Long time readers here at No Facilities will remember my epic battles with my coworkers and the ice sheet in the freezer of our office refrigerator. At the first sign of weakness, I dispatched that fridge. A coworker took it home but vowed not to connect the ice-maker. I didn’t care, it was gone, and I was determined to be out of the ice clean-up business. Toward that goal, I purchased a new refrigerator that only delivers ice through the door. Mission accomplished.
Or so I thought.
Last week, we had a big meeting in the office. We served lunch, but we purchased way too much food. Or we purchased the right amount of food but invited too many diet-conscious people. In storing the leftovers, the side-by-side doors were open a long time. Long enough, apparently, for the crushed ice in the ice-maker’s delivery chute to melt and refreeze – perhaps several times. The next day, ice, cubed or crushed was not being dispensed.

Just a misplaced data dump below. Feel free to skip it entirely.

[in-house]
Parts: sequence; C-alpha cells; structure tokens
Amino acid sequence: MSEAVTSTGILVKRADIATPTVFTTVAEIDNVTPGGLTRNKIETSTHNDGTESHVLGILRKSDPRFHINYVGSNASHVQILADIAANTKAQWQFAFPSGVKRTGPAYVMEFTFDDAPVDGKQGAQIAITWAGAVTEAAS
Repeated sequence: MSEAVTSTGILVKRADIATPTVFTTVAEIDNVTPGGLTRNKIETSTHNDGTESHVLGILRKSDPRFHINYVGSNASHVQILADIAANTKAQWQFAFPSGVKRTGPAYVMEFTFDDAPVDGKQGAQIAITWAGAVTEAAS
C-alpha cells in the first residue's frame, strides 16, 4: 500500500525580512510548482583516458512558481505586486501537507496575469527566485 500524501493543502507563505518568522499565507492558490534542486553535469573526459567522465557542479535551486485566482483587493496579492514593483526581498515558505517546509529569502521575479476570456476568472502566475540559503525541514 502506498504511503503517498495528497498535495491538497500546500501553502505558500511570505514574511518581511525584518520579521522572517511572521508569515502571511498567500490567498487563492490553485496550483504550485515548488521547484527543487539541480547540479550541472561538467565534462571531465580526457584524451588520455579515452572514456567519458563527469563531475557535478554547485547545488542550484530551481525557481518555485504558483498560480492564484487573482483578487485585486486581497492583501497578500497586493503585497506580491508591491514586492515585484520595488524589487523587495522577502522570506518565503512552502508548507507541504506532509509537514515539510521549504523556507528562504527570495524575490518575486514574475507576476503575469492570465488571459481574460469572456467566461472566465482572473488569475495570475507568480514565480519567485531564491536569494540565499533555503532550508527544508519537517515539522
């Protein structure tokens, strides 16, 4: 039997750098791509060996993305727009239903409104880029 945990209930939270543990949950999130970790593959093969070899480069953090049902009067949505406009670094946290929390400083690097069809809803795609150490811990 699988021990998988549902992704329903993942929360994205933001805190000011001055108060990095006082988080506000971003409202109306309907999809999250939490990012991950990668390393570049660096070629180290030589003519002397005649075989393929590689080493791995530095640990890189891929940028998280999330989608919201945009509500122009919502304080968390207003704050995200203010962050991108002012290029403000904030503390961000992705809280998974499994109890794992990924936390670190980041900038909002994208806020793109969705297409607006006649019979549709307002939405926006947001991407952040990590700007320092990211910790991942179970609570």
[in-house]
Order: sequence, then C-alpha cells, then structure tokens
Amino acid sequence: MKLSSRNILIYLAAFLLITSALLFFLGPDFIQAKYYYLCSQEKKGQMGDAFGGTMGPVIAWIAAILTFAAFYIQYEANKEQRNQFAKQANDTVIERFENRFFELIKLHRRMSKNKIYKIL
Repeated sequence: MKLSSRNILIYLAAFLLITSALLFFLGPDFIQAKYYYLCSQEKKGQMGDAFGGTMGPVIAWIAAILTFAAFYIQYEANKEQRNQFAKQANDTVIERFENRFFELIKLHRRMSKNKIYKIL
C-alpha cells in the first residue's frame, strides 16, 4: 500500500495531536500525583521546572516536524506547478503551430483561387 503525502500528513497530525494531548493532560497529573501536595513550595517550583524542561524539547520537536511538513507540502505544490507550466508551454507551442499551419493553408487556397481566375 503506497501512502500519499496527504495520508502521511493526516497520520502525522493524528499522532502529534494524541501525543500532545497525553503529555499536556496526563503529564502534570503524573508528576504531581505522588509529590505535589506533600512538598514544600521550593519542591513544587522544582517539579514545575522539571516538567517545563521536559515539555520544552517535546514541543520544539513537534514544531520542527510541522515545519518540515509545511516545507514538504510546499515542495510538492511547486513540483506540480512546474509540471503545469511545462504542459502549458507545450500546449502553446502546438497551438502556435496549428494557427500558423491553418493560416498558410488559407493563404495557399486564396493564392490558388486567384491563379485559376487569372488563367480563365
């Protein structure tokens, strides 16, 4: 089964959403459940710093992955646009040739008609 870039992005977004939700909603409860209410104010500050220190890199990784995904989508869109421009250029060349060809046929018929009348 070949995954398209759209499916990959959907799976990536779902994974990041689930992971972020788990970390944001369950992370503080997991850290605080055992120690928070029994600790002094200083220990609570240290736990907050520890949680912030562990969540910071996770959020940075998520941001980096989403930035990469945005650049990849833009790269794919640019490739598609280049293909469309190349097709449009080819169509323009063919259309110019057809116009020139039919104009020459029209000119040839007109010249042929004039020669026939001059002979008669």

The logic of the day appeared to be, “if we request enough ice, the ice-maker will eventually push through the clog.” Trust me, adding “material” to a clogged system in an attempt to clear the obstacle – NEVER WORKS!
By the time I was called, the situation was beyond control. Ice had spilled into the refrigerator compartment and, once the doors were opened, onto the floor. When those present explained the theory of adding ice behind an ice damn, I said:
“This is how the Great Lakes were formed!”
People probably didn’t notice that happening, either.
This post is part of Linda G. Hill’s fun weekly series One-Liner Wednesday. If you have a one-liner, I’d encourage you to join in on the fun. You can follow this link to participate and to see the one-liners from the other participants.